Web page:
If I ever harbored any fantasies of having been adopted, a single look at my parents would crush such hopes. My mother and I have the same nose and eyes. My father instilled a drive for academic achievement and a love for fitness. (He demanded highest levels of fitness for the mind and the body.) My sister and I even have similar handwriting. I am unquestionably a part of my family.
Yet I am also unquestionably different, as Andrew Solomon aptly describes:
Because of the transmission of identity from one generation to the next, most children share at least some traits with their parents. These are vertical identities.
Often, however, someone has an inherent or acquired trait that is foreign to his or her parents and must therefore acquire identity from a peer group. This is a horizontal identity.
– Solomon, Andrew, Far from the Tree: Parenting, Children and the Search for Identity p. 2
The truth is that even though I grew up in the same house as my sister, share my genes with my parents, they don’t fully know what it is like to live life as a deaf person. They don’t know what it’s like to have an interpreter bungle a presentation or what it’s like to have someone flap their hands in front of you and say “I’m signing! What did I say?” (Nothing, by the way.) They also don’t know what it’s like to feel a deep sense of kinship when you happen across someone who is Deaf and spend hours talking to them, even though you two are different in almost every other respect. They simply don’t know. Most children feel a sense of difference, but I felt it deeply and starkly.
There are times when this difference is alienating and lonely. It makes you feel alone in your own home that nobody shares your language or even history. There are also times when it’s refreshing to realize that I am my own person and not required to conform to a preset identity. I am simply myself.
My difference put my family in the position of accommodating me (even though I did my fair amount of accommodating as well), which most likely motivated my sister’s angsty declaration that I received more attention. My family did it out of generosity and love. For that, I am eternally grateful, but there is also a pang of guilt at upending their lives in such fundamental ways. Bittersweet, indeed.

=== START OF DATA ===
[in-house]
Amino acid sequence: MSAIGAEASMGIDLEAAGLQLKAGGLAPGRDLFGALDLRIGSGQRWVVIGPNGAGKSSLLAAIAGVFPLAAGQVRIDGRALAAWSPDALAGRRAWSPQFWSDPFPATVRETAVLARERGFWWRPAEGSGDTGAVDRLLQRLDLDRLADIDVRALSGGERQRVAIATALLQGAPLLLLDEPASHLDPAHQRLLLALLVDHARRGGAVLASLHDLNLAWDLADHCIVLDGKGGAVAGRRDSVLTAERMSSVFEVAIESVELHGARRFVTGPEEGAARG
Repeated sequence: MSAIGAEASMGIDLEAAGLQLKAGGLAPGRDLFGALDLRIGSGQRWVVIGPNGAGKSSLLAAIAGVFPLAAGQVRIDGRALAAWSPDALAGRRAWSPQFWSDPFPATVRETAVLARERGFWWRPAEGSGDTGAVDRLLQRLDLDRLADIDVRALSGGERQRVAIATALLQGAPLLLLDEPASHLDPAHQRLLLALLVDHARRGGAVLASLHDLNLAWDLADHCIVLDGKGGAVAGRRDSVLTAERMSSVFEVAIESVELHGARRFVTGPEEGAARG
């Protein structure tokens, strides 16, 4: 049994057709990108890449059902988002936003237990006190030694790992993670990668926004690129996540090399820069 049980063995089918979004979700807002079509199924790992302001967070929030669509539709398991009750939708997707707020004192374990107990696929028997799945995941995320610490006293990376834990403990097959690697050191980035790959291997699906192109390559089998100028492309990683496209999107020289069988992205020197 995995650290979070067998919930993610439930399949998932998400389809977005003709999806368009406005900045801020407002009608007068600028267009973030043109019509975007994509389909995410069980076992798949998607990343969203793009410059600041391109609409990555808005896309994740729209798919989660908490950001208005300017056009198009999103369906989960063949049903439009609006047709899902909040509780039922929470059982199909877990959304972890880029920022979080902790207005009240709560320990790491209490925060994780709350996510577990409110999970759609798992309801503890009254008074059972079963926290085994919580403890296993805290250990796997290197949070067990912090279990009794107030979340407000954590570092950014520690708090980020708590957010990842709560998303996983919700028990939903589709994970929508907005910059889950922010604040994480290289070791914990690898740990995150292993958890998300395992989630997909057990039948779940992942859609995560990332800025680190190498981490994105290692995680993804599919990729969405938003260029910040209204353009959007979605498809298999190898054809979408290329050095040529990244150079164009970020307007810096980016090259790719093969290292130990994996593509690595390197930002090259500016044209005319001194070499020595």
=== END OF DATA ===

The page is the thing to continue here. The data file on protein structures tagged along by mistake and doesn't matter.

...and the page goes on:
So, yeah. It’s complicated.
…deaf children exposed only to signed English replace its grammatical devices with purely spatial ones “similar to those found in ASL or other natural signed languages.”
– Sacks, Oliver Seeing Voices p. 89
This shows how clunky and unwieldy SEE is. It is simply not an organic language and ill-suited to signing. For more on the difference between SEE and ASL, I recommend reading Seeing Voices and Talking Hands.
I just happened to be born in the mid-1980s during the height of the Total Communications era and the height of Sign awareness. The pure-oral movement had declined only a decade earlier due to the confluence of factors, the most important being that studies showed that deaf children of Deaf parents (therefore native signers) outperformed their orally-trained deaf peers in academics. See e.g. ” The History of Language Use in Deaf Education” and ”Language and Communication in deaf Education.” It was one of the few times where Sign was encouraged in deaf education, albeit in the modified form of manually-coded sign systems. Use of Sign in deaf education would wane once again in the 1990s as technological advances in digital hearing aids and cochlear implants turned more parents back to the oralism method. Id.↩
There is some issue regarding the comprehension and usefulness of the manually-coded English, as shown in the study quoted here:↩
There are numerous conflicting studies on the hypothesis that teaching children in a manually-coded sign system improves literacy. Some say yes. Others say no. I say … inconclusive.↩